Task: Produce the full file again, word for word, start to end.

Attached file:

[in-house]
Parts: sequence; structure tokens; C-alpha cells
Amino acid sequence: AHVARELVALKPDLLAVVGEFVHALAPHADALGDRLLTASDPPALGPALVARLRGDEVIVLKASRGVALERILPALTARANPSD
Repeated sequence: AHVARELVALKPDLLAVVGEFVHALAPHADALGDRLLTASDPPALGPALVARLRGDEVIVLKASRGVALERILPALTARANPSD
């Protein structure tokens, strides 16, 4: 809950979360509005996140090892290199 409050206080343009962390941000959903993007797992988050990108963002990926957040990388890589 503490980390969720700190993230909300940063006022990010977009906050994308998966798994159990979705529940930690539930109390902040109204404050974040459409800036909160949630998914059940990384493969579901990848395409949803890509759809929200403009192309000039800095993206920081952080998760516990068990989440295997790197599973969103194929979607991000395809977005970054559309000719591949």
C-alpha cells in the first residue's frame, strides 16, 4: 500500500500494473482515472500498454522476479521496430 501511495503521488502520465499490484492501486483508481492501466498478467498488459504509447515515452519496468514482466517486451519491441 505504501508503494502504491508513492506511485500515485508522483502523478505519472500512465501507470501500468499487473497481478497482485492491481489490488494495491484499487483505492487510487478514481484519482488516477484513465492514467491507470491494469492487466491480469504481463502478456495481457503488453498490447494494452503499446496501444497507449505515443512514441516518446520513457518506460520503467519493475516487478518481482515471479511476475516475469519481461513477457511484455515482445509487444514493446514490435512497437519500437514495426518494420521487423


[in-house]
Parts: sequence; structure tokens; C-alpha cells
Amino acid sequence: AHVARELVALKPDLLAVVGEFVHALAPHADALGDRLLTASDPPALGPALVARLRGDEVIVLKASRGVALERILPALTARANPSD
Repeated sequence: AHVARELVALKPDLLAVVGEFVHALAPHADALGDRLLTASDPPALGPALVARLRGDEVIVLKASRGVALERILPALTARANPSD
């Protein structure tokens, strides 16, 4: 809950979360509005996140090892290199 409050206080343009962390941000959903993007797992988050990108963002990926957040990388890589 503490980390969720700190993230909300940063006022990010977009906050994308998966798994159990979705529940930690539930109390902040109204404050974040459409800036909160949630998914059940990384493969579901990848395409949803890509759809929200403009192309000039800095993206920081952080998760516990068990989440295997790197599973969103194929979607991000395809977005970054559309000719591949």
C-alpha cells in the first residue's frame, strides 16, 4: 500500500500494473482515472500498454522476479521496430 501511495503521488502520465499490484492501486483508481492501466498478467498488459504509447515515452519496468514482466517486451519491441 505504501508503494502504491508513492506511485500515485508522483502523478505519472500512465501507470501500468499487473497481478497482485492491481489490488494495491484499487483505492487510487478514481484519482488516477484513465492514467491507470491494469492487466491480469504481463502478456495481457503488453498490447494494452503499446496501444497507449505515443512514441516518446520513457518506460520503467519493475516487478518481482515471479511476475516475469519481461513477457511484455515482445509487444514493446514490435512497437519500437514495426518494420521487423